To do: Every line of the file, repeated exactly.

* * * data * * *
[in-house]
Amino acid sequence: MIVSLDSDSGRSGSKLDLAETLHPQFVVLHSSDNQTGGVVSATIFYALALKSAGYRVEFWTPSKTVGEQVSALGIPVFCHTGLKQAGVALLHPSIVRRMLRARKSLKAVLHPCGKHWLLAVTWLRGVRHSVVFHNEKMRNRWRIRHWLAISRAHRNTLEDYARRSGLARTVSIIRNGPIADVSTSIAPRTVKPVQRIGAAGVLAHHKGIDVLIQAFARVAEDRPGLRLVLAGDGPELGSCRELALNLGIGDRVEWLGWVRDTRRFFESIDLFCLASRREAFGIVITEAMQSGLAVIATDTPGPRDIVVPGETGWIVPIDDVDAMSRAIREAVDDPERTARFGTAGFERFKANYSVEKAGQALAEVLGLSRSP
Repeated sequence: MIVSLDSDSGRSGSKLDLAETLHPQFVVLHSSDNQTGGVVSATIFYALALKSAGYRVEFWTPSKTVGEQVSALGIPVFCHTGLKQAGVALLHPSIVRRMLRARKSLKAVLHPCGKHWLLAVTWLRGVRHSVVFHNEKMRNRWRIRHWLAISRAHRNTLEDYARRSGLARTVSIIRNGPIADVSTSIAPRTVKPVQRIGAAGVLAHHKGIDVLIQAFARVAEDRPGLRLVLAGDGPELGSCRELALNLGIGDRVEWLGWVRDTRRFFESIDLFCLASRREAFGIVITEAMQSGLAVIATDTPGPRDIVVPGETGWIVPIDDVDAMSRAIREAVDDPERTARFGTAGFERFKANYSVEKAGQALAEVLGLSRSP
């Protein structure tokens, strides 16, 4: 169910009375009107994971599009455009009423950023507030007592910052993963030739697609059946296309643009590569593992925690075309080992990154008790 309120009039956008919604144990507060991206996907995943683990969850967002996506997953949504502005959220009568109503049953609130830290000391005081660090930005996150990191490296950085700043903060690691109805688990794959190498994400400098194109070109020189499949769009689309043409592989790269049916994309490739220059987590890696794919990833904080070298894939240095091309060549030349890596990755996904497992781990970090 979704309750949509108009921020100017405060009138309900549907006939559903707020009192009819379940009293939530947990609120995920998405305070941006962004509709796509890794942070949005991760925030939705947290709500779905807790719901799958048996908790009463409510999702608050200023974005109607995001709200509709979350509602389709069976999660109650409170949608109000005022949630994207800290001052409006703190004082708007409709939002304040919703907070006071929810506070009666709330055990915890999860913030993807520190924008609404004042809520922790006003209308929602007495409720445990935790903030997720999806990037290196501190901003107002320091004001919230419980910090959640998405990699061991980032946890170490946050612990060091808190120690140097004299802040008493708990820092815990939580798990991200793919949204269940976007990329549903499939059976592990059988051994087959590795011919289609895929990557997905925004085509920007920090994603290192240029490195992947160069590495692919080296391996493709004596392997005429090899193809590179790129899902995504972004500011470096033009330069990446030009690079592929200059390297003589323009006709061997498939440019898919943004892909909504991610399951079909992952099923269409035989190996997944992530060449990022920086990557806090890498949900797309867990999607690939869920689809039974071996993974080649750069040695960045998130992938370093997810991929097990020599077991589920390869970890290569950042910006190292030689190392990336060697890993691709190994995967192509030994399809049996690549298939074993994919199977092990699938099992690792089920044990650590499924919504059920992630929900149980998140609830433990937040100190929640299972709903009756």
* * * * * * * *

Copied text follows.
[in-house]
Amino acid sequence: MIVSLDSDSGRSGSKLDLAETLHPQFVVLHSSDNQTGGVVSATIFYALALKSAGYRVEFWTPSKTVGEQVSALGIPVFCHTGLKQAGVALLHPSIVRRMLRARKSLKAVLHPCGKHWLLAVTWLRGVRHSVVFHNEKMRNRWRIRHWLAISRAHRNTLEDYARRSGLARTVSIIRNGPIADVSTSIAPRTVKPVQRIGAAGVLAHHKGIDVLIQAFARVAEDRPGLRLVLAGDGPELGSCRELALNLGIGDRVEWLGWVRDTRRFFESIDLFCLASRREAFGIVITEAMQSGLAVIATDTPGPRDIVVPGETGWIVPIDDVDAMSRAIREAVDDPERTARFGTAGFERFKANYSVEKAGQALAEVLGLSRSP
Repeated sequence: MIVSLDSDSGRSGSKLDLAETLHPQFVVLHSSDNQTGGVVSATIFYALALKSAGYRVEFWTPSKTVGEQVSALGIPVFCHTGLKQAGVALLHPSIVRRMLRARKSLKAVLHPCGKHWLLAVTWLRGVRHSVVFHNEKMRNRWRIRHWLAISRAHRNTLEDYARRSGLARTVSIIRNGPIADVSTSIAPRTVKPVQRIGAAGVLAHHKGIDVLIQAFARVAEDRPGLRLVLAGDGPELGSCRELALNLGIGDRVEWLGWVRDTRRFFESIDLFCLASRREAFGIVITEAMQSGLAVIATDTPGPRDIVVPGETGWIVPIDDVDAMSRAIREAVDDPERTARFGTAGFERFKANYSVEKAGQALAEVLGLSRSP
């Protein structure tokens, strides 16, 4: 169910009375009107994971599009455009009423950023507030007592910052993963030739697609059946296309643009590569593992925690075309080992990154008790 309120009039956008919604144990507060991206996907995943683990969850967002996506997953949504502005959220009568109503049953609130830290000391005081660090930005996150990191490296950085700043903060690691109805688990794959190498994400400098194109070109020189499949769009689309043409592989790269049916994309490739220059987590890696794919990833904080070298894939240095091309060549030349890596990755996904497992781990970090 979704309750949509108009921020100017405060009138309900549907006939559903707020009192009819379940009293939530947990609120995920998405305070941006962004509709796509890794942070949005991760925030939705947290709500779905807790719901799958048996908790009463409510999702608050200023974005109607995001709200509709979350509602389709069976999660109650409170949608109000005022949630994207800290001052409006703190004082708007409709939002304040919703907070006071929810506070009666709330055990915890999860913030993807520190924008609404004042809520922790006003209308929602007495409720445990935790903030997720999806990037290196501190901003107002320091004001919230419980910090959640998405990699061991980032946890170490946050612990060091808190120690140097004299802040008493708990820092815990939580798990991200793919949204269940976007990329549903499939059976592990059988051994087959590795011919289609895929990557997905925004085509920007920090994603290192240029490195992947160069590495692919080296391996493709004596392997005429090899193809590179790129899902995504972004500011470096033009330069990446030009690079592929200059390297003589323009006709061997498939440019898919943004892909909504991610399951079909992952099923269409035989190996997944992530060449990022920086990557806090890498949900797309867990999607690939869920689809039974071996993974080649750069040695960045998130992938370093997810991929097990020599077991589920390869970890290569950042910006190292030689190392990336060697890993691709190994995967192509030994399809049996690549298939074993994919199977092990699938099992690792089920044990650590499924919504059920992630929900149980998140609830433990937040100190929640299972709903009756």